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Gyps himalayensis

Gyps himalayensis, Photo: Michael Lahanas

Cladus: Eukaryota
Supergroup: Opisthokonta
Regnum: Animalia
Subregnum: Eumetazoa
Cladus: Bilateria
Cladus: Nephrozoa
Cladus: Deuterostomia
Phylum: Chordata
Subphylum: Vertebrata
Infraphylum: Gnathostomata
Superclassis: Tetrapoda
Classis: Aves
Subclassis: Carinatae
Infraclassis: Neornithes
Parvclassis: Neognathae
Ordo: Falconiformes
Familia: Accipitridae
Subfamilia: Aegypiinae
Genus: Gyps
Species: Gyps himalayensis


Gyps himalayensis Hume, 1869

Gyps himalayensis, Photo: Michael Lahanas


* Rough Notes p.12,15

Vernacular names
Česky: Sup himálajský
Deutsch: Schneegeier
English: Himalayan Griffon
Español: Buitre del Himalaya
Magyar: Havasi fakókeselyű
Polski: Sęp himalajski

The Himalayan Vulture or Himalayan Griffon Vulture (Gyps himalayensis) is an Old World vulture in the family Accipitridae, which also includes eagles, kites, buzzards and hawks. It is closely related to the European Griffon Vulture, G. fulvus.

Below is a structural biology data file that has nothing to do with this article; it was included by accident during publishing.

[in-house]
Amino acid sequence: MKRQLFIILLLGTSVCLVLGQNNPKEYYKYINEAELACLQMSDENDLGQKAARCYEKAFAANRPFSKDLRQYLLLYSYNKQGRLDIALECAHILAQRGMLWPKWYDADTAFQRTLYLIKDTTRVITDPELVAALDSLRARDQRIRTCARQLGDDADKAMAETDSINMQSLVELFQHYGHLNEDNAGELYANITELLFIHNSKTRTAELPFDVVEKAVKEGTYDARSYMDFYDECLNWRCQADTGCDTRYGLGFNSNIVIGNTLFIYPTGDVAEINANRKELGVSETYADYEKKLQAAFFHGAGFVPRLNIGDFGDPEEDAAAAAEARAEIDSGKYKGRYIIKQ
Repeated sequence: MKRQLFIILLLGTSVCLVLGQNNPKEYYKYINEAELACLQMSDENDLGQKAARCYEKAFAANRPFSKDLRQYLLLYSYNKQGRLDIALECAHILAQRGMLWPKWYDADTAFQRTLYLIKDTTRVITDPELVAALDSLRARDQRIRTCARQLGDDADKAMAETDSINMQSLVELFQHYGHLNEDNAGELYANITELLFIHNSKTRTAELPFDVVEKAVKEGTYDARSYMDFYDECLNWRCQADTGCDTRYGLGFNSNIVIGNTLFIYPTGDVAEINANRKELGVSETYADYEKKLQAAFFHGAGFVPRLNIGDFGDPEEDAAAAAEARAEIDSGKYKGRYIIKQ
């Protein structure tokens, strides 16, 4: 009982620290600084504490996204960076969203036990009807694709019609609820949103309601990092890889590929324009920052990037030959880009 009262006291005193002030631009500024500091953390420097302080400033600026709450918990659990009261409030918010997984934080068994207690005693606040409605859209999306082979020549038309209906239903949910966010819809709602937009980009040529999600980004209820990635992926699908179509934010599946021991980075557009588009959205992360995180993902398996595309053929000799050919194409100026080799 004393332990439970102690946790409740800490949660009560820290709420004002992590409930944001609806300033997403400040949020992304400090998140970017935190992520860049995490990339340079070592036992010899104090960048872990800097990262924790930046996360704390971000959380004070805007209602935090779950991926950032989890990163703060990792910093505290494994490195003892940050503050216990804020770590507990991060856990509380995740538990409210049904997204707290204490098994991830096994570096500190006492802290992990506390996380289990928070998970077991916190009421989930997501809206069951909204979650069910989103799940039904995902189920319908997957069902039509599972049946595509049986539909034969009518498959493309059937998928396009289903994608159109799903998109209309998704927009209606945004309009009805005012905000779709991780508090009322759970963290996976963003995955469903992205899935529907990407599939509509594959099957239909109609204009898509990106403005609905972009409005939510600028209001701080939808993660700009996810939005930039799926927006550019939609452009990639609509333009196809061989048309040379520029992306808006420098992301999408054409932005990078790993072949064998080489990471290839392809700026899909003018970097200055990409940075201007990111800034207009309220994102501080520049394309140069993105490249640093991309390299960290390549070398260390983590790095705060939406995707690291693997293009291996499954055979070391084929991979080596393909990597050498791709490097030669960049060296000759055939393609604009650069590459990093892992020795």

Adults are 103–130 cm (41-51 inches) long, have a wingspan of 260–310 cm (102-122 inches) across the wings and weigh 8–12 kg (18-26.4 lbs).[1] They are the second largest Old World vulture, behind only the Cinereous Vulture in size.

It breeds on crags in mountains in the Himalayas and Tibet, laying a single egg. Birds may form loose colonies. The population is mostly resident.

Like other vultures it is a scavenger, feeding mostly from carcasses of animals, which it finds by soaring over open areas and mountains. These birds often move in flocks.

The Himalayan Griffon Vulture is a typical vulture, with a bald white head, very broad wings, and short tail feathers. It is even larger than the European Griffon Vulture. It has a white neck ruff and yellow bill. The whitish body and wing coverts contrast with the dark flight feathers.

This vulture grunts and hisses at roosts or when feeding on carrion.


1. ^ http://www.oiseaux-birds.com/card-himalayan-griffon-vulture.html


* BirdLife International (2004). Gyps himalayensis. 2006. IUCN Red List of Threatened Species. IUCN 2006. www.iucnredlist.org. Retrieved on 11 May 2006. Database entry includes justification for why this species is of least concern

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Source: Wikipedia, Wikispecies: All text is available under the terms of the GNU Free Documentation License